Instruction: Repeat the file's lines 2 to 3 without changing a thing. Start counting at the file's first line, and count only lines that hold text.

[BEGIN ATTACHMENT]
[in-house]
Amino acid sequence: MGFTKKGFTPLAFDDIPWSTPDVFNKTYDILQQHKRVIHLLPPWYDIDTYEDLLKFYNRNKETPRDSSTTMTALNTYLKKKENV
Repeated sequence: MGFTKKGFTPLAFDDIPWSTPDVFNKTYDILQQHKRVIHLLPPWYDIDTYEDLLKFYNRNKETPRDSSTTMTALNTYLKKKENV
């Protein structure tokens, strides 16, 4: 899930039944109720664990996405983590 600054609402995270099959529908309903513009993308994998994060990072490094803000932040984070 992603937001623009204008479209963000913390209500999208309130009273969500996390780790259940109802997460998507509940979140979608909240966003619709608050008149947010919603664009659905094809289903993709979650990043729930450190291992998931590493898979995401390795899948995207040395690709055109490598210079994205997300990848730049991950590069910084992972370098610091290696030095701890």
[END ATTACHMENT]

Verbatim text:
Amino acid sequence: MGFTKKGFTPLAFDDIPWSTPDVFNKTYDILQQHKRVIHLLPPWYDIDTYEDLLKFYNRNKETPRDSSTTMTALNTYLKKKENV
Repeated sequence: MGFTKKGFTPLAFDDIPWSTPDVFNKTYDILQQHKRVIHLLPPWYDIDTYEDLLKFYNRNKETPRDSSTTMTALNTYLKKKENV